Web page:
Thursday, September 08, 2011

Emergency water.

Just back from the grocery store today, and I figured I'd post a thought about preparedness on a subject that frequently gets overlooked, at least among many of the people that I talk to. That subject is water.

Now everyone with half a brain is putting up a bit of food for possible emergencies. You don't even need to buy all of the exotic dehydrated foods or MREs. It's really just as simple as buying a few extra bags of rice or cans of meat with long shelf lives every time you get to the store, and rotating them out into your normal panty stock as you get newer stuff on each trip. Anyone can do it, and most people I know do practice at least some form of emergency food storage or surplus set-aside.

But water's the big one that most people tend to ignore, probably because it's so prevalent in our everyday lives. You turn on a tap and there it is, right? It's always been that way. But what happens when that tap no longer works because the municipal provider is off-line and/or your well pump falters for lack of electricity? (Even generators run out of gas eventually.) There's still water to be obtained, be it from local streams (if you live near any) or rainwater or a variety of other sources, but it's going to need to be treated before it can be consumed. Boiling is good, but it takes heat and time and reduces much of your water to steam that evaporates away if you're not careful. Various chemicals can be used, including household bleach with sodium hypochlorate (4-5 drops per gallon, more if the water's cloudy) but even 4-5 drops of bleach per gallon is going to leave that water tasting pretty bad. And while it's still better than no water at all, why stress yourself and bring morale down even more by having to drink foul-tasting water whenever you're thirsty? And if you've got kids, good luck getting them to drink that stuff.

That's why I stockpile quantities of instant tea, both iced and hot varieties. If you make iced tea out of that bleachy or iodine-flavored water, you barely notice the chemical taste. Got kids? Kool-aid works just as well. In fact, any flavor additive that can be mixed into your emergency drinking water is going to make it a lot more palatable and help you drink enough to stay effective. As such, every preparedness stash should have some. Murphy and I have many gallons of bottled water set aside (and rotated for freshness just like the foodstuffs) but it's not a finite supply and it doesn't mean that I'll be in a hurry to dump my full rain barrels absent some sort of radiological event upwind. That water too may wind up in use and if push comes to shove, we've got plenty of instant iced tea mix and bouillon cubes here. Murphy doesn't mind drinking out of puddles but me, I want something that at least doesn't taste like rain water off my roof, even if that's what it is.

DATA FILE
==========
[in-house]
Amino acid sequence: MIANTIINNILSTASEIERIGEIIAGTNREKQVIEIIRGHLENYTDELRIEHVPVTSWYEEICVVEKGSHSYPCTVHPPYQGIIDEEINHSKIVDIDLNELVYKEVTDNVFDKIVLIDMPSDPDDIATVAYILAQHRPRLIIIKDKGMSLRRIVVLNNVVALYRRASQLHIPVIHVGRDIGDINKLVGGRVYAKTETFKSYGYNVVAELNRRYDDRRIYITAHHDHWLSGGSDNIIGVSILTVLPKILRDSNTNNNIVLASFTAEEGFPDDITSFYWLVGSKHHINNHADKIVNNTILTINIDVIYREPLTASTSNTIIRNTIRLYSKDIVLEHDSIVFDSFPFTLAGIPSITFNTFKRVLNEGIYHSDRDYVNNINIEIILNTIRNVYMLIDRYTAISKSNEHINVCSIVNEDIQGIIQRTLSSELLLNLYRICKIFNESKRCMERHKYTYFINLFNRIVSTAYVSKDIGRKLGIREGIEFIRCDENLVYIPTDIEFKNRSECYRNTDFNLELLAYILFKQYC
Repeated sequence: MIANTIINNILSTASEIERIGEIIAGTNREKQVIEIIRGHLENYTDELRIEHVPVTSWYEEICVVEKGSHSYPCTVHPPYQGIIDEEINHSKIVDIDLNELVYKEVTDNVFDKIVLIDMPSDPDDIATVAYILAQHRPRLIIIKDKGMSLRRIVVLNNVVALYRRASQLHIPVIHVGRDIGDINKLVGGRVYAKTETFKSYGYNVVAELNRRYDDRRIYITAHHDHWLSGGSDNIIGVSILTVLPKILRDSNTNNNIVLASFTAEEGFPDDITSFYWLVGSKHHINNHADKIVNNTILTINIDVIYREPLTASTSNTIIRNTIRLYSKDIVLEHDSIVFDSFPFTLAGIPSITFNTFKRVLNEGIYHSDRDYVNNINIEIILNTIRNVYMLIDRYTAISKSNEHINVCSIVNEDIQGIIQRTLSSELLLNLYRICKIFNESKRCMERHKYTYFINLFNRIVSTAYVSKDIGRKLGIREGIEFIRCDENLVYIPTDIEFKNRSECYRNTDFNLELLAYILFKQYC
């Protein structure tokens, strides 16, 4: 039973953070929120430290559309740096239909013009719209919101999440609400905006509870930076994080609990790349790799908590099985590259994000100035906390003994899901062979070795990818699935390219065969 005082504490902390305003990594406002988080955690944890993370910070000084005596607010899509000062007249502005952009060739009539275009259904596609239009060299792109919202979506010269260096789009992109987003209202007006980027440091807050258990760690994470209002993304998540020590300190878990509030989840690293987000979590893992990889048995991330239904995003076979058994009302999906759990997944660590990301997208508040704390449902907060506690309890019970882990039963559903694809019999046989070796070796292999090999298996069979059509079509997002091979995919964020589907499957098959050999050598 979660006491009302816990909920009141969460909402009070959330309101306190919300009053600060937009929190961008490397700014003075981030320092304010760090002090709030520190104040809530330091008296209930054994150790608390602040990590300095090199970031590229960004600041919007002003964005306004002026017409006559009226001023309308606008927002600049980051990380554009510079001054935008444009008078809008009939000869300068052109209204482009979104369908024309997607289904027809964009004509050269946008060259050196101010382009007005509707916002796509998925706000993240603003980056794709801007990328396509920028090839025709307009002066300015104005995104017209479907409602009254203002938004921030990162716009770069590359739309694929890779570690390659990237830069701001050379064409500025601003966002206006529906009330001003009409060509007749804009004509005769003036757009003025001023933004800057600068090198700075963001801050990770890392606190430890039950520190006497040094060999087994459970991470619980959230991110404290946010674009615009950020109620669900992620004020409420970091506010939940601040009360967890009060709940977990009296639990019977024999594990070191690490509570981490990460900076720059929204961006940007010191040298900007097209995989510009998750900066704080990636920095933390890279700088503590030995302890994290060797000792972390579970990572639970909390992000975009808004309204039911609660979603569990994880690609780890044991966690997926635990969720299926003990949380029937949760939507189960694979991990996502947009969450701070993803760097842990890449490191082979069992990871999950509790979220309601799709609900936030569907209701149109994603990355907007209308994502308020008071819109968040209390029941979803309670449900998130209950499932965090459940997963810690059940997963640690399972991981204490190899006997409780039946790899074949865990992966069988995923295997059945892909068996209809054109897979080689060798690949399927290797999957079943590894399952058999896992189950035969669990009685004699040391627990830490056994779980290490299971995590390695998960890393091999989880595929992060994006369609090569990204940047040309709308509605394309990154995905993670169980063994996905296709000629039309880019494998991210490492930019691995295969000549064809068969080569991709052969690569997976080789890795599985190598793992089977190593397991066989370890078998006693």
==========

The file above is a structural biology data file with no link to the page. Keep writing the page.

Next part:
Just a thought for your day.


  1. Good thinking. Flavor is a very valid approach to slightly unpleasant water.

  2. Ditto to what North said, I never thought of that.

  3. Have to laugh - you choose a time where it has been raining virtually non-stop for 4 days to post about lack of water...

  4. Good post. Water is important, I like filters also. A good picture (hand) pump would be handy if you had a fairly high water table.

  5. Remember that you have a significant water supply already tanked up in your water heater(s).

  6. Better ideas have came from the show 'Best Defense'.

    55 gal drum with lots of extras in it. Use the drum to hold water while the 5 gal buckets become everything from stools to commodes to water carriers.

    And then solar still, solar stove, a pump sprayer becomes a shower, etc..

    Just when you hear some bad weather or such comes, take the drum out and fill'er up.

  7. $20 idea- the "water bob". It's a clear plastic bladder you put in your bathtub while the water's still working and clean, and fill 'er up. It has a hand pump to get the water out into cups, pots etc. Supposed to keep the water covered and good to go for several weeks. A single water bob is supposed to hold 100 gallons, plus what's in your water heater.

  8. Two words: Big Berkey

    You can take that puddle water, or creek water, or river water, or whatever, pour it in the top, and you get clean drinking water out the bottom in about an hour.

    A 50-gallon food-grade plastic water drum in the basement (with some appropriate treatment) and a siphon pump is a fairly inexpensive way to have a large amount of emergency water on hand.